Titanium is the perfect metal to make replacement human body parts
Titanium material is expensive and can be problematic when it comes to traditional processing technologies. For example, its high melting point (1,670℃, much higher than steel alloys) is a challenge.
The relatively low-cost precision of 3D printing is therefore a game-changer for titanium. 3D printing is where an object is built layer by layer and designers can create amazing shapes.
This allows the production of complex shapes such as replacement parts of a jaw bone, heel, hip, dental implants, or cranioplasty plates in surgery. It can also be used to make golf clubs and aircraft components.
The CSIRO is working with industry to develop new technologies in 3D printing using titanium. (It even made a dragon out of titanium.)
Advances in 3D printing are opening up new avenues to further improve the function of customised bodypart implants made of titanium.
Such implants can be designed to be porous, making them lighter but allowing blood, nutrients and nerves to pass through and can even promote bone in-growth.
Safe in the body
Titanium is considered the most biocompatible metal – not harmful or toxic to living tissue – due to its resistance to corrosion from bodily fluids. This ability to withstand the harsh bodily environment is a result of the protective oxide film that forms naturally in the presence of oxygen.
Its ability to physically bond with bone also gives titanium an advantage over other materials that require the use of an adhesive to remain attached. Titanium implants last longer, and much larger forces are required to break the bonds that join them to the body compared with their alternatives.
Titanium alloys commonly used in load-bearing implants are significantly less stiff – and closer in performance to human bone – than stainless steel or cobalt-based alloys.
Titanium weighs about half as much as steel but is 30% stronger, which makes it ideally suited to the aerospace industry where every gram matters.
In the late 1940s the US government helped to get production of titanium going as it could see its potential for “aircraft, missiles, spacecraft, and other military purposes”.
Titanium Forgings Shapes
Titanium forgings refer to products manufactured by the process of shaping metal utilizing compressive forces. The compressive forces used are generally delivered via pressing, pounding, or squeezing under great pressure. Although there are many different kinds of forging processes available, they can be grouped into three main classes:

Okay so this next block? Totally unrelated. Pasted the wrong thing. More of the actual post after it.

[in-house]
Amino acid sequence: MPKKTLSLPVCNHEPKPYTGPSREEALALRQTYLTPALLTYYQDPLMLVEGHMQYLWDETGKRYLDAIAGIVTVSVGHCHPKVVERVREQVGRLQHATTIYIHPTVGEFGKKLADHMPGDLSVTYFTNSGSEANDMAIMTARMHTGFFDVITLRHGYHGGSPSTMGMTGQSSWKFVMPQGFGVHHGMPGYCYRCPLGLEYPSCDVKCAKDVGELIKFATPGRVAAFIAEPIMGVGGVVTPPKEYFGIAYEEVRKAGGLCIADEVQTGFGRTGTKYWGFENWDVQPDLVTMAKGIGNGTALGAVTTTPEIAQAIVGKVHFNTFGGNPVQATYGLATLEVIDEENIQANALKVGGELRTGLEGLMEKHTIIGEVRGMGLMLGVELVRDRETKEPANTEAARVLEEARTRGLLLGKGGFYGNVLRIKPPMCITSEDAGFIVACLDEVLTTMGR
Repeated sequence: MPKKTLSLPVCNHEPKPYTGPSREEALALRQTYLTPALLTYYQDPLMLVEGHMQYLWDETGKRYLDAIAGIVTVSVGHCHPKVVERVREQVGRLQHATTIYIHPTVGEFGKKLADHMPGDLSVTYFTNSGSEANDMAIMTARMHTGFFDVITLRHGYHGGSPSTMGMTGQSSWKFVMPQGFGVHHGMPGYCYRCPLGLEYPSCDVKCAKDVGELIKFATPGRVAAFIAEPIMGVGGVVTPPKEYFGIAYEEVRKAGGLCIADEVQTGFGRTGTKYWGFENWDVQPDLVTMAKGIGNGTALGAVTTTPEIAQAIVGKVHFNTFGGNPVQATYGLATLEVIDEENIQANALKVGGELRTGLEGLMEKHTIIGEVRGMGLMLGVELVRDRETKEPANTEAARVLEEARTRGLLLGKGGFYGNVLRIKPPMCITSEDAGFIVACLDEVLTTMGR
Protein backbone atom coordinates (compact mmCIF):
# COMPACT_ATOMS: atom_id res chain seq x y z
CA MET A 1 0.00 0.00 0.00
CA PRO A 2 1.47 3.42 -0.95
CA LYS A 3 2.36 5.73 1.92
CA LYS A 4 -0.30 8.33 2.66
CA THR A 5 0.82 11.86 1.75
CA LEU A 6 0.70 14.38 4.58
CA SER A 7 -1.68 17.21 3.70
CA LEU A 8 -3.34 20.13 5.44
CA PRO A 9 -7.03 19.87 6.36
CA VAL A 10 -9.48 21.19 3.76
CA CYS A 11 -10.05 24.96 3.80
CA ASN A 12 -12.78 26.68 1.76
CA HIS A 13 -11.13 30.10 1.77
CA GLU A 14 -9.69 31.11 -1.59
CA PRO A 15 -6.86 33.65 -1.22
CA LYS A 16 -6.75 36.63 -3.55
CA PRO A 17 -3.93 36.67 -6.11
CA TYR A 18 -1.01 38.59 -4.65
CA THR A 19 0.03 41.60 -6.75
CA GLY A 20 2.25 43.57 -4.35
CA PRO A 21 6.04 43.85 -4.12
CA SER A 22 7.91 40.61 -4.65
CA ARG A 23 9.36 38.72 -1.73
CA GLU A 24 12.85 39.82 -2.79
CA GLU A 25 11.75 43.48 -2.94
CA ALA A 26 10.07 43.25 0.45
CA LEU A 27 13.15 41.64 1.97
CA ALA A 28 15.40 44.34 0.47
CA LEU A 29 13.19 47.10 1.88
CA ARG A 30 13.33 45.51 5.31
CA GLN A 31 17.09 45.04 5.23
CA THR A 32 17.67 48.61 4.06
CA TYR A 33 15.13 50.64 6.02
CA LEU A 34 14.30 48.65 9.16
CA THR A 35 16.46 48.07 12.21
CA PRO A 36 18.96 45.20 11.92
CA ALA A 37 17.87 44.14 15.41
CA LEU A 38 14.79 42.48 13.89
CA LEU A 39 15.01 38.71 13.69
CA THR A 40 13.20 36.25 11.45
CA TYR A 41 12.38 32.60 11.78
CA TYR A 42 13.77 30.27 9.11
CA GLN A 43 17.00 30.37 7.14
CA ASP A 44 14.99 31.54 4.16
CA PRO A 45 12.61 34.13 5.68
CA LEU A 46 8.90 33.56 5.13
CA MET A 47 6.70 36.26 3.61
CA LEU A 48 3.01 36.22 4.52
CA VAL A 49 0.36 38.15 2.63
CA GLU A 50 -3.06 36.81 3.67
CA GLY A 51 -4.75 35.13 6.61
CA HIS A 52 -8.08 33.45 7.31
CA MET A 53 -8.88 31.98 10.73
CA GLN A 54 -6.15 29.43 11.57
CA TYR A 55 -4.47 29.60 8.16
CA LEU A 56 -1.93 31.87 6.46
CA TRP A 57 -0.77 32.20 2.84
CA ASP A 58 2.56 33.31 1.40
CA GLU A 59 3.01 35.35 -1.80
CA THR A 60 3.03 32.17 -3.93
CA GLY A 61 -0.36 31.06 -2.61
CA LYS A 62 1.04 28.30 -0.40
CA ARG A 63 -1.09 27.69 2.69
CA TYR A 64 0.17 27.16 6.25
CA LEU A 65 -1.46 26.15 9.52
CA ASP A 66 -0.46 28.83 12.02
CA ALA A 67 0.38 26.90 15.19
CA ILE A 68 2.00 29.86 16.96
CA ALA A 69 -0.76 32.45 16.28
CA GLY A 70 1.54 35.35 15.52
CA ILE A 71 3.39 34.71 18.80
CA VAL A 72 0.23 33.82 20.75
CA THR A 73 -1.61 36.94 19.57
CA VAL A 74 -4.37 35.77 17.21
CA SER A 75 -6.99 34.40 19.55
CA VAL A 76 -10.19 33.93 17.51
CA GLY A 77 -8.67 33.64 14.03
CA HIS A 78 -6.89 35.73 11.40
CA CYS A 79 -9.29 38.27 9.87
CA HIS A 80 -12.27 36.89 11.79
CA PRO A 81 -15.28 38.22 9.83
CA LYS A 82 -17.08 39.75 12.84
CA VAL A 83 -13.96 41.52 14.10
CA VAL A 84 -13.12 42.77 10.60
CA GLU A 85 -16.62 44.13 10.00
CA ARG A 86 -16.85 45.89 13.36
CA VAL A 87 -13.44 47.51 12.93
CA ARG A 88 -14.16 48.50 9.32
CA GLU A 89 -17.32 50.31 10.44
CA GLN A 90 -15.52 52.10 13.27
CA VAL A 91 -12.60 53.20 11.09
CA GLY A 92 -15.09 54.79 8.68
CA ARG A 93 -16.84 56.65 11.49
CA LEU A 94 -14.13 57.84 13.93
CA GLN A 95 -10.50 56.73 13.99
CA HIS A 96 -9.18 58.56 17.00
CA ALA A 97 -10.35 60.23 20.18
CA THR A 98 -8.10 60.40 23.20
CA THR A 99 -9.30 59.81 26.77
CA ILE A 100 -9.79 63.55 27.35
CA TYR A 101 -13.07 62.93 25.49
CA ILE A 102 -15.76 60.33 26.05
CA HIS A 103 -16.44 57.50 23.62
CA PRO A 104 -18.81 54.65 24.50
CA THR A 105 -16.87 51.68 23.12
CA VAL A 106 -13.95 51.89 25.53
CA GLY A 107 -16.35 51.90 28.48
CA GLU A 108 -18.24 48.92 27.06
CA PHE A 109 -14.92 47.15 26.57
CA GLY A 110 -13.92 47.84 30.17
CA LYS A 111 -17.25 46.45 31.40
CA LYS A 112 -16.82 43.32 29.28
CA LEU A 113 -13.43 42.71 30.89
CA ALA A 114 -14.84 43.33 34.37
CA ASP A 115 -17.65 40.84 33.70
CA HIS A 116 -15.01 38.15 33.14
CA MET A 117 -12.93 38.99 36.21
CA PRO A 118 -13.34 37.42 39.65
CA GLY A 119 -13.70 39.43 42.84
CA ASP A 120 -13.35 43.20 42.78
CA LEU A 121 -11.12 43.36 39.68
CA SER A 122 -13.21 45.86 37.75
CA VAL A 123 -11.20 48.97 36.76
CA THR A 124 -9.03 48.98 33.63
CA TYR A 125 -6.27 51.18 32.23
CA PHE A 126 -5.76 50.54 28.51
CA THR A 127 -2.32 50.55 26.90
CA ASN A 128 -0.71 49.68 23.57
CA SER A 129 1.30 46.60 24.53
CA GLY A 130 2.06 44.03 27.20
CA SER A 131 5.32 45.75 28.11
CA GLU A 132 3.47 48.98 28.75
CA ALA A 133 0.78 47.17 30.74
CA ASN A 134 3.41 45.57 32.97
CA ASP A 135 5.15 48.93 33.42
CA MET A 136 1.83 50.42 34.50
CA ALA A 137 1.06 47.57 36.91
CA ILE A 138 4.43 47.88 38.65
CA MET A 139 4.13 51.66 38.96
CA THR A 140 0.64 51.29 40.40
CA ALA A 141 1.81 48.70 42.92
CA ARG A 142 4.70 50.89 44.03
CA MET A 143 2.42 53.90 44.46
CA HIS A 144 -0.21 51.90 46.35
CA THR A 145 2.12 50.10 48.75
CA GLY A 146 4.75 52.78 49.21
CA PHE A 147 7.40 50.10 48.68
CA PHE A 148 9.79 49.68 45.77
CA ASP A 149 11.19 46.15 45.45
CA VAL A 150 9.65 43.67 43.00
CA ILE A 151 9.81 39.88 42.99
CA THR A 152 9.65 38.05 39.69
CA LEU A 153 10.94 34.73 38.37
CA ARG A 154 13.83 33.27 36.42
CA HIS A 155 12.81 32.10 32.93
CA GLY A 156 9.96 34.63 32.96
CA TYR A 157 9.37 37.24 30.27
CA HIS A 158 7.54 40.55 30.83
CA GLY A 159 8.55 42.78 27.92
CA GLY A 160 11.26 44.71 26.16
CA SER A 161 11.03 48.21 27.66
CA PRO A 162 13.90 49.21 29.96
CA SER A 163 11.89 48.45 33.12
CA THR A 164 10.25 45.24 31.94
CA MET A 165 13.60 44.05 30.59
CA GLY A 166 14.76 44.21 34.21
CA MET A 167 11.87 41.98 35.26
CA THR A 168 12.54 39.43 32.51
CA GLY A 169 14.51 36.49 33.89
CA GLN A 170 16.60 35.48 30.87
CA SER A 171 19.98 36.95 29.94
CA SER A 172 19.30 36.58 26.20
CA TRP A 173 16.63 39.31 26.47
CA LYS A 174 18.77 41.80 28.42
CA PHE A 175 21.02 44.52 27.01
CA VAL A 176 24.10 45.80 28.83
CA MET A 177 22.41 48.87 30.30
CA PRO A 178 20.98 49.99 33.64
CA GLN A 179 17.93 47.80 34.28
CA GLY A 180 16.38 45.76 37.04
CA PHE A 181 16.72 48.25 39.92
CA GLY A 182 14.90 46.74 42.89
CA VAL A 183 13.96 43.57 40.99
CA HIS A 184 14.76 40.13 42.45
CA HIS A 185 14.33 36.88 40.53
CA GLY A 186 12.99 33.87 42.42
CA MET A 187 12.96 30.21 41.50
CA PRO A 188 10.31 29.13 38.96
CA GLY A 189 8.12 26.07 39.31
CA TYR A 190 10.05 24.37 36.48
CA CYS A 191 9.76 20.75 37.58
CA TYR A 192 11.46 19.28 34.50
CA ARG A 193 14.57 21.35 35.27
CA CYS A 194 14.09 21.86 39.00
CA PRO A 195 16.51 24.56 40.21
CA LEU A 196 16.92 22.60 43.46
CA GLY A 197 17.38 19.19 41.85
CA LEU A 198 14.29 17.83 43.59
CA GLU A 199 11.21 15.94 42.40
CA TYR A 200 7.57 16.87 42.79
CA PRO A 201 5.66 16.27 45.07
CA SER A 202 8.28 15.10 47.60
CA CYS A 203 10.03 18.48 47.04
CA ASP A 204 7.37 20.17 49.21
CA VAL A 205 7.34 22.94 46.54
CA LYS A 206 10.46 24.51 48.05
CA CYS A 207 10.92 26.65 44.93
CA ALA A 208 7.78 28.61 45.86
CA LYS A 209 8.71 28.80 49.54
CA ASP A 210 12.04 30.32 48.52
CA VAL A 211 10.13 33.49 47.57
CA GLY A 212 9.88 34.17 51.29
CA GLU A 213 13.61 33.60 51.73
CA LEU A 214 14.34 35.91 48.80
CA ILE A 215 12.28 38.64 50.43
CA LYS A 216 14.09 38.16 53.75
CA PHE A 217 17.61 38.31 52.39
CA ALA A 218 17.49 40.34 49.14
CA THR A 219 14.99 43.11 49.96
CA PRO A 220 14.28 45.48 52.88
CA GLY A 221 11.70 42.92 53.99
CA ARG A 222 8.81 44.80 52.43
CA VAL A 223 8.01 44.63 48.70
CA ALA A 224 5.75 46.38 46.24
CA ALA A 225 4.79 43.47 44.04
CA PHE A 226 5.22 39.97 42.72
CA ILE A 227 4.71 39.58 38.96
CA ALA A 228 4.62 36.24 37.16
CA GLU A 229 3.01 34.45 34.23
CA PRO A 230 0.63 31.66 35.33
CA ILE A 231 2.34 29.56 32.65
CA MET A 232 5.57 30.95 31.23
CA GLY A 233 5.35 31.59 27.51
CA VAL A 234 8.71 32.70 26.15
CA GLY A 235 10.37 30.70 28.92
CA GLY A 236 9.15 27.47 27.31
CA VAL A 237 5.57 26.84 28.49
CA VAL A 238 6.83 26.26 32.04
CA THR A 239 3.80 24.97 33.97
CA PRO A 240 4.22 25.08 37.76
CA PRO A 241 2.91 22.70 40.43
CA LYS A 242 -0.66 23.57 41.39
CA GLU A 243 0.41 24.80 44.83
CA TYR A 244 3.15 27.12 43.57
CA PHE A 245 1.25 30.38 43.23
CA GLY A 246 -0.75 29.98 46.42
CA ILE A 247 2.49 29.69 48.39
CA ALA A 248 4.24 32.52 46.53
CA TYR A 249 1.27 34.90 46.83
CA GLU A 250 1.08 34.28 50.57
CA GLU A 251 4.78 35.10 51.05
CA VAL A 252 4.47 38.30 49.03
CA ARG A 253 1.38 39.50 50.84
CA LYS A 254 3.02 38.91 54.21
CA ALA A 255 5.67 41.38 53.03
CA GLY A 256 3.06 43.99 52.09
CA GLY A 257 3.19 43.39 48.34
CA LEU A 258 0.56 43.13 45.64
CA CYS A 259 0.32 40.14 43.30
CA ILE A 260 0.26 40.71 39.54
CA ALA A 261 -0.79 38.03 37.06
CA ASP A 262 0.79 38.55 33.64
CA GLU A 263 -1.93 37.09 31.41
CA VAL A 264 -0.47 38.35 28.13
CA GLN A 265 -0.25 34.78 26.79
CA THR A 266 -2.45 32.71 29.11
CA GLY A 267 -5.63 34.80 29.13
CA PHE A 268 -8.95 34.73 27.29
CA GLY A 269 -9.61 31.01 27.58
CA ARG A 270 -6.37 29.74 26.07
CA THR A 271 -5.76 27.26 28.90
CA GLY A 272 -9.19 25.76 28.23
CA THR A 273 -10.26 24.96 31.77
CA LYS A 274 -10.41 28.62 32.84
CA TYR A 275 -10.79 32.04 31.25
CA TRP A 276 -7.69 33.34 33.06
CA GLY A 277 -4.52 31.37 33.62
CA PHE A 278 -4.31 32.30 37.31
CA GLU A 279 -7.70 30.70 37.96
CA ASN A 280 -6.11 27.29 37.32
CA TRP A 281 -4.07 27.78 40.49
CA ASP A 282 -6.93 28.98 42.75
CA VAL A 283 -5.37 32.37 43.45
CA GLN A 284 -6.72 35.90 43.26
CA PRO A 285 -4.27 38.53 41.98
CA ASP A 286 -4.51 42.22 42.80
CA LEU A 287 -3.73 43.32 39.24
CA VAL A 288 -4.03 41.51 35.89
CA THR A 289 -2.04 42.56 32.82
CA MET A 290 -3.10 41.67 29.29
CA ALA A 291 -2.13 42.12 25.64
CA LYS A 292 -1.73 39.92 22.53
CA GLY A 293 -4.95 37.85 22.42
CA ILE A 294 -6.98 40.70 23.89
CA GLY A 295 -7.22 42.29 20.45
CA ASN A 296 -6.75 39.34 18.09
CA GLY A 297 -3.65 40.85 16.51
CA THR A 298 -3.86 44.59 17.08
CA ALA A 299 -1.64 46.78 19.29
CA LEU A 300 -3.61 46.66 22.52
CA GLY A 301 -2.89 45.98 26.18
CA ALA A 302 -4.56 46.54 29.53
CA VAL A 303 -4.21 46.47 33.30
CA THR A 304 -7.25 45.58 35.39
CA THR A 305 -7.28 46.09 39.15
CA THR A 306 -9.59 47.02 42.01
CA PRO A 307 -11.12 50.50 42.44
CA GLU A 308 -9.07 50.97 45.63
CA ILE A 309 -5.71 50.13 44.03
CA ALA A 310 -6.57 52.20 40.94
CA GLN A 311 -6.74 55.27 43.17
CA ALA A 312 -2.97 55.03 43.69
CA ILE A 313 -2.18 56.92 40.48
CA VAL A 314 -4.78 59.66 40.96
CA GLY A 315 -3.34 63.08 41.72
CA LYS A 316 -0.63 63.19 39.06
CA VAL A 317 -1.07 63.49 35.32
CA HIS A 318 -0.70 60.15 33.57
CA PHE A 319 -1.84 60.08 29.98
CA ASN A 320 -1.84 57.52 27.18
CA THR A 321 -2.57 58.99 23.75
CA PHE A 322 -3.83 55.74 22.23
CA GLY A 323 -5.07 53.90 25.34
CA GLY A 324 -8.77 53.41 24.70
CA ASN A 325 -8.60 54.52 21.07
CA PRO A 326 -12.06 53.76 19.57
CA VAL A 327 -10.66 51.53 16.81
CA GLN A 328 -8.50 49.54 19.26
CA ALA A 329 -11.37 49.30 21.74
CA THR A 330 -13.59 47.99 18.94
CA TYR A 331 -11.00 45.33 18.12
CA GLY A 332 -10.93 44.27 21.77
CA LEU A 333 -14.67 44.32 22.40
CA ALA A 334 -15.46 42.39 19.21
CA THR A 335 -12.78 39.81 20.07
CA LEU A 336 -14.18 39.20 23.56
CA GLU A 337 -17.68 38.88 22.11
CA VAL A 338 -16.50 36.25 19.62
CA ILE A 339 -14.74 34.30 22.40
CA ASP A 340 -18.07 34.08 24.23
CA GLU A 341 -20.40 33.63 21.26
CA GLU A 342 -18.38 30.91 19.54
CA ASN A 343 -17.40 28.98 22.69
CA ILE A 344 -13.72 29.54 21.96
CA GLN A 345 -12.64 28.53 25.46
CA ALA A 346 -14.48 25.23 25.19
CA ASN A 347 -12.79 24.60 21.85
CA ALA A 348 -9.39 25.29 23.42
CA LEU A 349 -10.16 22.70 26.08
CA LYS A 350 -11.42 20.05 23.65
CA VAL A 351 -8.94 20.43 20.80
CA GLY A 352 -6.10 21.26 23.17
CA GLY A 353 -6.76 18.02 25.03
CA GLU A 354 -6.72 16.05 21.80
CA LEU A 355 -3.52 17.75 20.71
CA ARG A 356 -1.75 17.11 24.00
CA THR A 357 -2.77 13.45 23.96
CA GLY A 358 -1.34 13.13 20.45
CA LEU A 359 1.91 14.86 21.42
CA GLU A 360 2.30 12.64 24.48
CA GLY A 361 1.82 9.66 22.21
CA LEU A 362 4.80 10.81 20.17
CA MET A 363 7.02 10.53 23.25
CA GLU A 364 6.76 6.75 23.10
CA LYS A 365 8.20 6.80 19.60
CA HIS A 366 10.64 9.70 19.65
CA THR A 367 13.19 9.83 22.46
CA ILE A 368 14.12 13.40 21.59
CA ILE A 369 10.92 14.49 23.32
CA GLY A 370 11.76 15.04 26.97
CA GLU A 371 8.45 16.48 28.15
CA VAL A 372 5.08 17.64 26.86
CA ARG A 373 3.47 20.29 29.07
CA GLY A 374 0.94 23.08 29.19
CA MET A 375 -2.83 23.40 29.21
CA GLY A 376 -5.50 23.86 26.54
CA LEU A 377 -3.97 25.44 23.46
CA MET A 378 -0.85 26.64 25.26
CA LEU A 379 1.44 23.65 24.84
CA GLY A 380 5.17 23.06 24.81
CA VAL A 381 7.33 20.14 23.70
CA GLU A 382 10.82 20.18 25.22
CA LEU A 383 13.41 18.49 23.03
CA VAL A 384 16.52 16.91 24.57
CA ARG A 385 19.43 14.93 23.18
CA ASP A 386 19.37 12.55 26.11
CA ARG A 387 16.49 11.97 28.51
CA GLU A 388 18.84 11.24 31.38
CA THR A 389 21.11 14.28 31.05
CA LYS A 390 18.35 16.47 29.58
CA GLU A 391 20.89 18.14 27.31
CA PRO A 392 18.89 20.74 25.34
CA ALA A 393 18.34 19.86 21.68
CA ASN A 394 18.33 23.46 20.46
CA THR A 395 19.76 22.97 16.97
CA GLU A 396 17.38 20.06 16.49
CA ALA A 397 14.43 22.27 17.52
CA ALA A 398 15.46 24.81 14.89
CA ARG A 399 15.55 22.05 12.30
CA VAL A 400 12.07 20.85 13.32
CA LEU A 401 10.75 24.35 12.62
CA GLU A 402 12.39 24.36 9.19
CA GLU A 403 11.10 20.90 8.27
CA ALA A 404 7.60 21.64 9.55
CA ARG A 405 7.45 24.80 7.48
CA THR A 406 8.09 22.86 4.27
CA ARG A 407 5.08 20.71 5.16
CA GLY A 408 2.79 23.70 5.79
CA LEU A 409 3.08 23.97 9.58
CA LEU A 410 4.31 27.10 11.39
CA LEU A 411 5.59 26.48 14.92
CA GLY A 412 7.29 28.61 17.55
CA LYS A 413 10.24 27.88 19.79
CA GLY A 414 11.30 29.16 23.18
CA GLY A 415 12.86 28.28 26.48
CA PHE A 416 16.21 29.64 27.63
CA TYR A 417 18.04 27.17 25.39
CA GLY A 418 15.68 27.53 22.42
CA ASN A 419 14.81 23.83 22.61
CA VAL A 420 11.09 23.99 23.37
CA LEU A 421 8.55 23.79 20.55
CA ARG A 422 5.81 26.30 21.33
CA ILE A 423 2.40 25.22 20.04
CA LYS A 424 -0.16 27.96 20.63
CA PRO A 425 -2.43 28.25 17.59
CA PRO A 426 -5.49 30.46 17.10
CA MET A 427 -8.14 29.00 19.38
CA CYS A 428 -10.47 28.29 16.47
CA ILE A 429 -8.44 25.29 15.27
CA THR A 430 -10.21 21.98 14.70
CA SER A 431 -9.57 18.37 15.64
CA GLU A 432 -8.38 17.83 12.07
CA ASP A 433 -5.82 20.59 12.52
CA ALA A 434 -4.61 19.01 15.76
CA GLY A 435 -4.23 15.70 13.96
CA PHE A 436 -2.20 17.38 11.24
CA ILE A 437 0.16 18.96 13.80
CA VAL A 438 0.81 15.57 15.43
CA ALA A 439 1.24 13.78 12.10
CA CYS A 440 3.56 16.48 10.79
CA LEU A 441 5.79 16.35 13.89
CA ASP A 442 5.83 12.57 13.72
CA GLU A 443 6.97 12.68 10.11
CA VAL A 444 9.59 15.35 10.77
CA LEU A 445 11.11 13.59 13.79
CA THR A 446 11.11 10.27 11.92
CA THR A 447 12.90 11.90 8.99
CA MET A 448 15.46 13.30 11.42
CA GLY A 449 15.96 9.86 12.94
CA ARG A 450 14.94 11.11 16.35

4 Benefits of Titanium Pipe and Tube
1. Lower Density
The density of Titanium pipe and tube is significantly lower than steel, copper, or nickel products. Despite their low density, they are very strong and rigid when compared to other alloy components.
Titanium is used in production of super light high speed aircrafts, satellites and spacecrafts, and ships. Apart from aerospace & aviation, some other major end user industries of titanium products include paper, plastic, and paints & coatings.
After atomisation, Titanium powder is traditionally collected in a cyclone system. These powders are typically non-passivated. The transfer of these non-passivated powders from the atomisation cyclone to ancillary process containers is considered to present a high risk of thermal runaway, which may require breaking of the inert gas seal and exposure to oxygen with high potential for powder aspiration. To overcome this problem, non-passivated powder requires exposure to air (or a reactive gas) to passivate at room temperature, a very time consuming and potentially dangerous process. As an example, passivation of 215 kg of aluminium powder was conducted in a powder collection canister after atomisation, requiring a 20 hour cool down (below MIT), followed by a 1.5 hour passivation period . While canisters can be isolated and moved for passivation, this process concentrates a large quantity of nascent surface powders (i.e. highly reactive) in a confined vessel, which is not ideal.